To this day, the PlayStation Vita holds exclusivity to a large number of quality JRPG titles that a lot of potential fans may have missed due to the handheld’s rather short lifespan. Thankfully, we’re seeing a lot of these games being given a second chance with updated releases on other platforms. Making its way to the PlayStation 4, Ys: Memories of Celceta gives console players a chance to try out what some consider, one of the Vita’s greatest hits. It shows its age in some places, but Memories of Celceta is a solid entry in the Ys series and a fun ride for players looking for a quick-paced action JRPG.
Ys: Memories of Celceta originally released on the PlayStation Vita in Japan in 2012 with Xseed Games bringing the game to the west in 2013. Xseed Games also brought a port of the Vita version of the game to PC in 2018. The PlayStation 4 version of Ys: Memories of Celceta features enhanced visuals and an improved framerate of 60 fps. While being an obvious step up from the PlayStation Vita, there is no hiding that this an older title designed for a smaller screen. I couldn’t help but laugh out during the game’s opening cutscenes, where the not-so-great looking character models were just gliding along the ground. Luckily, there was no moment quite as bad during actual gameplay. Ys: Memories of Celceta has limited voice acting, but dual audio is available for those interested in the game’s Japanese dub.
The story of Ys: Memories of Celceta is standard for a JRPG, especially within the Ys series. Once again, players follow series protagonist Adol Christin as he returns to the town of Casnan with a mysterious case of amnesia. Partnering up with a man named Duren, an information broker who met Adol before he lost his memories, the two are recruited by the local government to explore and draw a map of Celceta. While serviceable, Ys: Memories of Celceta’s story never takes center stage over the core gameplay. Players will meet an interesting cast of characters while regaining Adol’s lost memories. Ys: Memories of Celceta works as a standalone story, but long-time fans will be able to catch some nods to other games in the series.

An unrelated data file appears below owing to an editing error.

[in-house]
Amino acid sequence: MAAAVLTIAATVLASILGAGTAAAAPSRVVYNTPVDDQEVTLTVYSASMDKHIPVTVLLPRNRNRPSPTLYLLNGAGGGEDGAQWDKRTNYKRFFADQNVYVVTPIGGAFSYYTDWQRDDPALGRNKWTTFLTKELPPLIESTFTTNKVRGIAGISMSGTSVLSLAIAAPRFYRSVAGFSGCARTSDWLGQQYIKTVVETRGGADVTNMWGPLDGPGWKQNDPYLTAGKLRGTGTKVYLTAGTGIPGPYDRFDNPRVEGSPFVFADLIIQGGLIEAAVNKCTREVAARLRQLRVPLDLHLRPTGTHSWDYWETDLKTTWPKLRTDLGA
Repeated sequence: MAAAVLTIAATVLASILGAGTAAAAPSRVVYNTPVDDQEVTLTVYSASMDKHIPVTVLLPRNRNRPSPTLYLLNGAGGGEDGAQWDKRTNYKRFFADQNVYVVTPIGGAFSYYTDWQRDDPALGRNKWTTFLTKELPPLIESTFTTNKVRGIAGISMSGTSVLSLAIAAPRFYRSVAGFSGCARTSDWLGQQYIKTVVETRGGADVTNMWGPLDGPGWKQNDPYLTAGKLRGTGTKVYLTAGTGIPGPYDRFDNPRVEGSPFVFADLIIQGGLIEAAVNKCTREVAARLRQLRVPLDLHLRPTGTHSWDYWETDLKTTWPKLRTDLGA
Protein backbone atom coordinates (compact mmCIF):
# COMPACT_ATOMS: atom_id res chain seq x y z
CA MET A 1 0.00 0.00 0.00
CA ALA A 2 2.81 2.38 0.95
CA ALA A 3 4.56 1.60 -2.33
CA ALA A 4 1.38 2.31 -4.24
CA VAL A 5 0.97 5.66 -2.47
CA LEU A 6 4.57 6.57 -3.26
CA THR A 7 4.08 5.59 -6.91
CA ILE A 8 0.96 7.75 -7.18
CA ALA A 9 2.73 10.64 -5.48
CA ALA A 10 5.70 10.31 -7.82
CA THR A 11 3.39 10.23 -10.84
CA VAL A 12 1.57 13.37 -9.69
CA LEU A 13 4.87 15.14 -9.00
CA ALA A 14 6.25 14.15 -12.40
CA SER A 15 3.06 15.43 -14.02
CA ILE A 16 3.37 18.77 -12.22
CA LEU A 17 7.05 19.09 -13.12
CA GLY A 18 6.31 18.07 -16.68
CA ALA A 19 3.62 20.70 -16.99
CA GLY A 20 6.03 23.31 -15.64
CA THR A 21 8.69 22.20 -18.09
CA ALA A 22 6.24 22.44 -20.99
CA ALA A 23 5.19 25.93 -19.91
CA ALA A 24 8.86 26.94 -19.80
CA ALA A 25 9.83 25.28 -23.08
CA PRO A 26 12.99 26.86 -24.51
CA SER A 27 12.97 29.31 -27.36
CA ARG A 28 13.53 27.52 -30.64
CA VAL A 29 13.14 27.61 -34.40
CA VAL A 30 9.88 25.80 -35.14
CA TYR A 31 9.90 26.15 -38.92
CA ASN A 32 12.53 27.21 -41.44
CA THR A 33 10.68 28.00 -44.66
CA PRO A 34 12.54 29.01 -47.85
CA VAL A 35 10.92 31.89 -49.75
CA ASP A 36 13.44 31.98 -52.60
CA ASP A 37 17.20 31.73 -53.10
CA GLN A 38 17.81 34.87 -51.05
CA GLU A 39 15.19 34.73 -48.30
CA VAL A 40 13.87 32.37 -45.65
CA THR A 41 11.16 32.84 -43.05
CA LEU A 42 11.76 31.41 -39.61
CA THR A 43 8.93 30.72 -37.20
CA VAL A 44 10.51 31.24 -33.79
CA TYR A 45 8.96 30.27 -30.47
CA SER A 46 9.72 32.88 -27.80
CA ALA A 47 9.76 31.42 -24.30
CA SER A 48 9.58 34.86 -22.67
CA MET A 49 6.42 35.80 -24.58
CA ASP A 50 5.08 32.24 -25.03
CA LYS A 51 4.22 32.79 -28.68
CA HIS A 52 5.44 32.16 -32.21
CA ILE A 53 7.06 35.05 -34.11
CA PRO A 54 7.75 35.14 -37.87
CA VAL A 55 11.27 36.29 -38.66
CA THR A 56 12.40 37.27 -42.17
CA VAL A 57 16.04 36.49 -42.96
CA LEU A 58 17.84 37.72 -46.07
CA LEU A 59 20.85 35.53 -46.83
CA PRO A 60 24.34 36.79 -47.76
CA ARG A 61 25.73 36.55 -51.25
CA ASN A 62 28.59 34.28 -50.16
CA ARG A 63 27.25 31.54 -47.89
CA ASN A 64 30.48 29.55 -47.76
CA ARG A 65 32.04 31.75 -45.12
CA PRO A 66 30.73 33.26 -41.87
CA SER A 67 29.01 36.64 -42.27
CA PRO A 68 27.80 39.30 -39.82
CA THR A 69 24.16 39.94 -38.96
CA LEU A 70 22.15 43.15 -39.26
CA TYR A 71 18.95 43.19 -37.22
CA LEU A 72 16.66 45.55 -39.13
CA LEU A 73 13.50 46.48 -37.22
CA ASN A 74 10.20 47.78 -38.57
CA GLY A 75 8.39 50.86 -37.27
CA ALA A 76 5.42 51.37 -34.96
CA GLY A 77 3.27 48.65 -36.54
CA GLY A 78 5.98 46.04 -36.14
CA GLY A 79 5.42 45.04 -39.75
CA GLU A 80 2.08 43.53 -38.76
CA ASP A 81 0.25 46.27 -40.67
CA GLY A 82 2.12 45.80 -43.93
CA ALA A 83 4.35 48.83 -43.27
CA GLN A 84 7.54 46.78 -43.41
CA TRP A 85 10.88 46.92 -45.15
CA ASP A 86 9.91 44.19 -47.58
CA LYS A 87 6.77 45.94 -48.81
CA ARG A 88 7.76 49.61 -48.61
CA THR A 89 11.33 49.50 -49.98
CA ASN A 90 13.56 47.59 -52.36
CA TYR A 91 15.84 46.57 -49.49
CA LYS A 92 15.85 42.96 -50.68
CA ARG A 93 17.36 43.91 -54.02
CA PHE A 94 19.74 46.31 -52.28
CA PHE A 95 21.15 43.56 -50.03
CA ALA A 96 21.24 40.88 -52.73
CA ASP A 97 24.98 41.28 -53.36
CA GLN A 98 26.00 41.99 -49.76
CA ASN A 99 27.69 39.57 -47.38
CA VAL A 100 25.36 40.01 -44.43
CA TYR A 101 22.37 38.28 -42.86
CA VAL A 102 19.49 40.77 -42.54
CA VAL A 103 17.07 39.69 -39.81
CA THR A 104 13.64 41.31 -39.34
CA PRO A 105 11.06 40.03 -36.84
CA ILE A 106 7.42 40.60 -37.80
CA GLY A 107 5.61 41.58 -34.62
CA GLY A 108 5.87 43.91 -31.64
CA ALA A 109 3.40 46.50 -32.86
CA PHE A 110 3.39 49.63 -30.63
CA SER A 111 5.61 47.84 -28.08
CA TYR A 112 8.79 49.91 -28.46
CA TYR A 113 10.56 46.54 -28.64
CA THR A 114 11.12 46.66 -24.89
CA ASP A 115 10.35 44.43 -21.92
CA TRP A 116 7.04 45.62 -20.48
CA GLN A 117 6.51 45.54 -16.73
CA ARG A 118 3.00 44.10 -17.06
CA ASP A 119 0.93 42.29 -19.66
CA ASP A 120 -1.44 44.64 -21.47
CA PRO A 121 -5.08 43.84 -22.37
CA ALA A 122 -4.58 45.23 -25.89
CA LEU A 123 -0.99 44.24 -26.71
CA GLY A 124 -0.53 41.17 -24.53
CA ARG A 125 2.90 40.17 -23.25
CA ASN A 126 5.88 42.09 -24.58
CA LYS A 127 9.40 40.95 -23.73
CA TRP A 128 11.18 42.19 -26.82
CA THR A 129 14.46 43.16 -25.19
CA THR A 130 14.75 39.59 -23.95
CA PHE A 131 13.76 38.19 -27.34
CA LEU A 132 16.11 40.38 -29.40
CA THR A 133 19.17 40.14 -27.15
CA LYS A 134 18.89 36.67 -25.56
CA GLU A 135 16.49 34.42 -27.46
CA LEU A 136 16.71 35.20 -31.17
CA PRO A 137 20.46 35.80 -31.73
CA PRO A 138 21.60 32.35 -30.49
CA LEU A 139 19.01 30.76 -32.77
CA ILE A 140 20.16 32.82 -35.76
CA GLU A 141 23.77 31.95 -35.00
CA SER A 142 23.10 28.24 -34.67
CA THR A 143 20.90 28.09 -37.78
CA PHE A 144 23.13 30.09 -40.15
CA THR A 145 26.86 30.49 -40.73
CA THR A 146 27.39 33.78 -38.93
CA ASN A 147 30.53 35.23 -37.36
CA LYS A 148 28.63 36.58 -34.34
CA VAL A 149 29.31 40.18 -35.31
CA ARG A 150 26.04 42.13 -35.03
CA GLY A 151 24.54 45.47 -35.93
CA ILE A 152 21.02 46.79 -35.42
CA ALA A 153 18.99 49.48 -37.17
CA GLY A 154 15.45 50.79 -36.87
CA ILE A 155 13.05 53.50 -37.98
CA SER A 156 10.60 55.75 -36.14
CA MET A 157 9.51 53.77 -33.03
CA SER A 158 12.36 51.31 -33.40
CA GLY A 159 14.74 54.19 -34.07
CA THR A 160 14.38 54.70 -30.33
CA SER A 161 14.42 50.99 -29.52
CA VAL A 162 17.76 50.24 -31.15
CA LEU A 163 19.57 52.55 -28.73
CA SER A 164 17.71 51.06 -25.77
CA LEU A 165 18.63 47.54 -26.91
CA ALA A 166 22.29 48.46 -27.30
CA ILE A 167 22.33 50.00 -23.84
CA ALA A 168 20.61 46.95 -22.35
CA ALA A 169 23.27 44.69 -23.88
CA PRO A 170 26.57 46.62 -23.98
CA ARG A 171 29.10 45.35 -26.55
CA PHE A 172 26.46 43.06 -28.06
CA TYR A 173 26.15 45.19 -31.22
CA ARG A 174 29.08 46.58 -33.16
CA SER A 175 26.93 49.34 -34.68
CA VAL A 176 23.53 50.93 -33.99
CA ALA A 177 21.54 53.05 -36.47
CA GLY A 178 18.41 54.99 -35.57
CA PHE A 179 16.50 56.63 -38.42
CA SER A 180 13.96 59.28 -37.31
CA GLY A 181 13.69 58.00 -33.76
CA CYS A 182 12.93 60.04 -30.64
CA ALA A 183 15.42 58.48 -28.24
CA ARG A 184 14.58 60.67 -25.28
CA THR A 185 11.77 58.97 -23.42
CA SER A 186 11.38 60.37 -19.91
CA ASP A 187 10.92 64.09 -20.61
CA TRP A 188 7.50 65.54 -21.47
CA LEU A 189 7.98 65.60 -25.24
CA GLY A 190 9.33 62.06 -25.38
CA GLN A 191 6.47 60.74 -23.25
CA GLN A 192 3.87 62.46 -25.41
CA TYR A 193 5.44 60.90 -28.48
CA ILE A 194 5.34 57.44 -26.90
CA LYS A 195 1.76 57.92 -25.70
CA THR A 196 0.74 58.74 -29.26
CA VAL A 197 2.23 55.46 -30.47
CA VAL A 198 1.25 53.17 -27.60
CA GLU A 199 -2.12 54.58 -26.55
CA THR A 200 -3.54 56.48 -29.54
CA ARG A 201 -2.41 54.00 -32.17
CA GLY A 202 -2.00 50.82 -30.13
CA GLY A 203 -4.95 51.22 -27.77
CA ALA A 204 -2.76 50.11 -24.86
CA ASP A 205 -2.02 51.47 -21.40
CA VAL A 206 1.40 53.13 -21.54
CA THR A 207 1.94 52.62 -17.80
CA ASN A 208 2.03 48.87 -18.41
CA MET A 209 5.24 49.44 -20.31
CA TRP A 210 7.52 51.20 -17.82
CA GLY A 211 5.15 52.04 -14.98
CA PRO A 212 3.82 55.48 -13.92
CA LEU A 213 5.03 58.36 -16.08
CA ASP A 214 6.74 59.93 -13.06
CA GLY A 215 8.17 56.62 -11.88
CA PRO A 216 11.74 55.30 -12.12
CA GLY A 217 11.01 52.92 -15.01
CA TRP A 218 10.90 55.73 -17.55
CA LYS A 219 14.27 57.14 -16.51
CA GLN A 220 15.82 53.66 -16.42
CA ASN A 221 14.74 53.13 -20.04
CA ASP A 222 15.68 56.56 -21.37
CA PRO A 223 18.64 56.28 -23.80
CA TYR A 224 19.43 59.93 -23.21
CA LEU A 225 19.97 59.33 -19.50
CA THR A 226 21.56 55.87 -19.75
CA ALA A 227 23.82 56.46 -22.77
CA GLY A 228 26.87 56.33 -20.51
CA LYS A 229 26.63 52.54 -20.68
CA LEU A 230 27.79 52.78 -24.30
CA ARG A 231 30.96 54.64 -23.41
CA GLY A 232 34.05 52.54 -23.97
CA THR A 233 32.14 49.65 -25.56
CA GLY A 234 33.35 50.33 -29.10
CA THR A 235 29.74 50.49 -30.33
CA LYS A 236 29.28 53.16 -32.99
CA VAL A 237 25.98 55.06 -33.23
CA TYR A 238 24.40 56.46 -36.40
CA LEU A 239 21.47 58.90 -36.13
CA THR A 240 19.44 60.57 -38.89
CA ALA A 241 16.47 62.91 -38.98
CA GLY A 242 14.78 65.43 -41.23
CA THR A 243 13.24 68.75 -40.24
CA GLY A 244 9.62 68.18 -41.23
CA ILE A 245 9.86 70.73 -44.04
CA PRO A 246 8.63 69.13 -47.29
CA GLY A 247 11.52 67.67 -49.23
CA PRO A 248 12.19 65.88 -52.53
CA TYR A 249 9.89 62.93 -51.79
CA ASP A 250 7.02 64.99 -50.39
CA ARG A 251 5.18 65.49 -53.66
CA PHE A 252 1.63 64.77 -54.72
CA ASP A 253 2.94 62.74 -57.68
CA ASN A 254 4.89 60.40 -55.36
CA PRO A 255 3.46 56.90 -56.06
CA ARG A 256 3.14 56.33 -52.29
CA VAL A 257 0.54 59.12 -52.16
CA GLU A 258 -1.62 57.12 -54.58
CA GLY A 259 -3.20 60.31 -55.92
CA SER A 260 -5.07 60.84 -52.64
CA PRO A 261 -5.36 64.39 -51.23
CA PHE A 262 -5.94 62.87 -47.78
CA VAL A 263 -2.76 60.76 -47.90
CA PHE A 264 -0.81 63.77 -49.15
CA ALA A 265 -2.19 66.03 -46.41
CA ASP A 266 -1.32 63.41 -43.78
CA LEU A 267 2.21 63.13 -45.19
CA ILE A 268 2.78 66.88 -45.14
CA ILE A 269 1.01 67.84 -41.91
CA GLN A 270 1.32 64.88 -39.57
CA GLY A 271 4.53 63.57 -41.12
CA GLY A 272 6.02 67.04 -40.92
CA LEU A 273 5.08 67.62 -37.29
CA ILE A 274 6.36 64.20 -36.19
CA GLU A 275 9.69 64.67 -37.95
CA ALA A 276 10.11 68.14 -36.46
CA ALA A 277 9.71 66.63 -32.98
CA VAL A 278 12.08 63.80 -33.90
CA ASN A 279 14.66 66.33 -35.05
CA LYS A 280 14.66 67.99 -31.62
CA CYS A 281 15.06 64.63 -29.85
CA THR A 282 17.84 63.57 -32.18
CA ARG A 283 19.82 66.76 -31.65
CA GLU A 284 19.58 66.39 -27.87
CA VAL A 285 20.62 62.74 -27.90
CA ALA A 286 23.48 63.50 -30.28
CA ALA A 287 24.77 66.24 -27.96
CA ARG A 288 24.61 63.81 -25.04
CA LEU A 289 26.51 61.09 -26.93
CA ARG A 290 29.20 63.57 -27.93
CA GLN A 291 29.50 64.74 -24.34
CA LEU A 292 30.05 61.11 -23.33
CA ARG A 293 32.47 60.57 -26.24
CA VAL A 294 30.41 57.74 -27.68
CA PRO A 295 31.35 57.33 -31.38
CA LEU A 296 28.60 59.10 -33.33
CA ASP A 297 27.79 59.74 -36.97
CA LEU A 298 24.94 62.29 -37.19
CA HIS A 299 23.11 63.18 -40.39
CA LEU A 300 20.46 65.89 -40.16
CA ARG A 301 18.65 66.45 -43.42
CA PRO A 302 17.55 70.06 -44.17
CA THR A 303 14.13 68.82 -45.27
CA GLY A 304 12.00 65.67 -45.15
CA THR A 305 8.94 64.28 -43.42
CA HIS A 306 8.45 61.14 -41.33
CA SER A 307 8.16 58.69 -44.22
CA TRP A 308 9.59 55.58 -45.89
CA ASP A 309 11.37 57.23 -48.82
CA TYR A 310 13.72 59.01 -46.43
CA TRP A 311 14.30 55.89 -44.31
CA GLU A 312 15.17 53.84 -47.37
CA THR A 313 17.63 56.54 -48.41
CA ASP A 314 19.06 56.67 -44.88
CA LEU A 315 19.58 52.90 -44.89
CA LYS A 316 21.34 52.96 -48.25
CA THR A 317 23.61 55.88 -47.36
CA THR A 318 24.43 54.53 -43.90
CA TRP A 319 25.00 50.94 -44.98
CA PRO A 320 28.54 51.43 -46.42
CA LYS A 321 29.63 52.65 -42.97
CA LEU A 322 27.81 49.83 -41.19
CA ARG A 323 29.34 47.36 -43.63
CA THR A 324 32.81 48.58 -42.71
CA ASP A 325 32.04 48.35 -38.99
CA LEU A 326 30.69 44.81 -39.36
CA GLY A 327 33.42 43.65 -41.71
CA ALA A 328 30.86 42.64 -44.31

Ys: Memories of Celceta’s gameplay should appeal to both RPG fans and anyone looking for a fast-paced action title. Starting with Adol, players can perform a regular attack combo, guard and dodge. It’s a simple control scheme, but the game offers enough options to keep players from getting bored with it. As their party grows, players can instantly swap between characters with a single button press. Although they all control the same, Ys: Memories of Celceta challenges players to use each character most effectively with enemies being resistant to some attack types while being weak to others. Although the AI will control the remaining characters, they won’t get much done on their own and players are given limited options in terms of dishing out orders so anyone hoping to take advantage of their party member’s weapon bonuses will have to take control for themselves. Adding further variety are the options to set four unique attack skills for each character. The more I got into it, Ys: Memories of Celceta felt more reliant on my own skill level rather than my characters, allowing me to practice and perfect things like air juggling combos and perfect flash step dodges which slow down enemy movement, giving you the chance deal major damage. Adding to the customization is the ability to craft and enhance weapons, adding elemental attributes that will take effect during normal attack chains.
Beyond fighting and reaching new areas in Celceta, Ys: Memories of Celceta doesn’t offer much. While in Casnan, players can accept side quests from a growing quest list for some extra money and other rewards. These don’t go out of their way to change up Memories of Celceta’s gameplay, but they can serve as nice diversion and are the only excuse I can think of to ever backtrack to previously explored areas in the game.
Existing Ys fans already know exactly what they’re getting with this game. It isn’t as expansive or visually appealing as Ys VIII: Lacrimosa of Dana, but the gameplay is more than similar enough that any fan of that entry should be able to get something out of this one. Despite it still feeling very much like a PlayStation Vita game, there was something almost therapeutic about being able to jump straight into an action-filled adventure, like the JRPGs of old. In that sense, Ys: Memories of Celceta makes for a good fit on any platform.